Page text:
“The weakest links are cracking—and this this will not be the last one,” Beat Wittman, chairman of Switzerland’s Porta Advisors said Thursday on CNBC “Squawk Box Europe.”
Wittman was discussing the abrupt loss of confidence in Credit Suisse and its stock’s decline, as banking system contagion fears spread from the United States to Europe.
Meanwhile, U.S. Senate Banking Committee Chairman Sherrod Brown said Thursday that banks he has been talking with have reported “no fear” among customers after the failures of Silicon Valley Bank and Signature Bank.
Big banks like JPMorgan Chase & Co. and Bank of America are actually seeing an influx of customer deposits from smaller banks, Brown testified.
After Switzerland’s central bank said it would supply up to $54 billion to support Credit Suisse, shares of the beleaguered bank’s stock surged 20% Thursday.
“We have to step back and look, of course, at the viability of the business model [and] at the overall regulatory landscape,” Wittman said.
“I think the leadership of the bank has to really use, now, this lifetime to review their plan because, obviously, the capital markets have not bought the plan as we have seen by the performance of the equity price and the credit default swaps very recently.”
A jump in the cost for Wall Street banks to insure bonds against default, or CDS, have become another worrisome indicator of credit stress for investors amid the crisis at Credit Suisse and at U.S. regional banks.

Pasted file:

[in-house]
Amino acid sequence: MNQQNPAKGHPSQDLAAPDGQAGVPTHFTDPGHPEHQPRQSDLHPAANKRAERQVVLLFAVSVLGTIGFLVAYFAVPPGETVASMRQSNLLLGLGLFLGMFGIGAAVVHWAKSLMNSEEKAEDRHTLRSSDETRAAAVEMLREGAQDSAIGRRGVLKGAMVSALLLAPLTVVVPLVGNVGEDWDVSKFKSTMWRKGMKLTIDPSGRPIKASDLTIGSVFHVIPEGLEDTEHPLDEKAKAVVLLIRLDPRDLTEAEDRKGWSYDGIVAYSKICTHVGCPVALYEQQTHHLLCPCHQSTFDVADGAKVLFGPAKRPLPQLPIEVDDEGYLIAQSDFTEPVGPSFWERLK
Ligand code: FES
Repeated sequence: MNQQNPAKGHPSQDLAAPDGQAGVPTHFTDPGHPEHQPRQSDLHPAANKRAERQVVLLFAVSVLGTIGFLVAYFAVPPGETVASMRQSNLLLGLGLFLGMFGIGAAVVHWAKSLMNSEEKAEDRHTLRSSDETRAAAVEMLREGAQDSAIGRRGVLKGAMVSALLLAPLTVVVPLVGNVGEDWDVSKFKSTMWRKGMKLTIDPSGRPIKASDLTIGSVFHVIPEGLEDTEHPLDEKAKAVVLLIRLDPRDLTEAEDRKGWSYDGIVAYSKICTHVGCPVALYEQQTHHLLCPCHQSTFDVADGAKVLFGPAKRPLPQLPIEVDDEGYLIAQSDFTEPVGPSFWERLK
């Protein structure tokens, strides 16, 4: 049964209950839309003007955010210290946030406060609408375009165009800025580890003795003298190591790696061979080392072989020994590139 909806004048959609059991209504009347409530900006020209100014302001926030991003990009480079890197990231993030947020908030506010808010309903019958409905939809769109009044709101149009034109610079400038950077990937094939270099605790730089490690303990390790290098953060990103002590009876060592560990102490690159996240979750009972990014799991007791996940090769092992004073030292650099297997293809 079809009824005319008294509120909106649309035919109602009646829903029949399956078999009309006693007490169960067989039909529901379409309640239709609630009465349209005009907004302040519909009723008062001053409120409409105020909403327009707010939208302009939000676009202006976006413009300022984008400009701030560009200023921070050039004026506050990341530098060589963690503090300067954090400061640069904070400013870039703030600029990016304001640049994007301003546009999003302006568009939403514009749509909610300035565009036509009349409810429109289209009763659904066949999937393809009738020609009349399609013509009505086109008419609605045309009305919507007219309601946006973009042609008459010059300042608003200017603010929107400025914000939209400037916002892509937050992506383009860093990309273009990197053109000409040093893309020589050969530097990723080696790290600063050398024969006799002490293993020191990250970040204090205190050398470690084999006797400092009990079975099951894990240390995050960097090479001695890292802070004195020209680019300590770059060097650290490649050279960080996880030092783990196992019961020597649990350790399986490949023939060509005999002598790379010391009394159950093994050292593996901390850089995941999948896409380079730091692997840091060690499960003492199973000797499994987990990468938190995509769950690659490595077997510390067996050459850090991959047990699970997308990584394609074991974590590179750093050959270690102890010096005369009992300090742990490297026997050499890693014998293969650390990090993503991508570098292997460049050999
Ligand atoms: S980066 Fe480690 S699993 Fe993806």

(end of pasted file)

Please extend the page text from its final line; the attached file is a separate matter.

According to S&P Global Market Intelligence, spreads on five-year CDS on JPMorgan Chase & Co., Bank of America Corp., Morgan Stanley and Wells Fargo shot up to their highest since October, while those for Goldman Sachs and Citigroup Inc. are highest since November.
“Credit spreads are telling you there is systemic risk in the system,” said Lance Roberts, chief investment strategist at RIA Advisors.
Wittman added: “The weakest links are cracking, and that’s just happening. That was entirely predictable—and this will not be the last one. So, now it is really time for policymakers to restore confidence and liquidity in the system—be it in the U.S., be it in Switzerland, or be it somewhere else.”
Asked how he would advise investors amidst the market volatility, Wittman said, “The upside momentum in inflation and interest rates is receding very clearly, so I think there is a very healthy underpinning in capital markets.”
Investors should stick with “high quality companies—that means strong management, strong balance sheets, strong value proposition,” Wittman continued. “And now you can pick them up at more attractive valuations.”
Dan Scott, head of multi-asset management at Vontobel and who used to work at Credit Suisse, said on CNBC’s “Squawk Box Europe” Thursday that the Zurich-based bank might even be worth consideration for some investors.
“Credit Suisse is still one of the world’s largest asset managers,” Scott said. “It has half a trillion in assets, and, certainly, this could be a great turnaround story if the execution is good.”
PRIVATE MARKETS’ CREDIT EXPOSURE
Investors currently holding Credit Suisse might want “absolutely” want to remain patient, Scott said. “But, again, the stress that we’re seeing at the moment really should have been predictable.”
“When rates come up so fast, certain business models get challenges, and I don’t think it is a wealth management business model that gets challenged,” Scott added. “I think much more, and why we saw it at Silicon Valley Bank, is private markets are doing to get challenged.”
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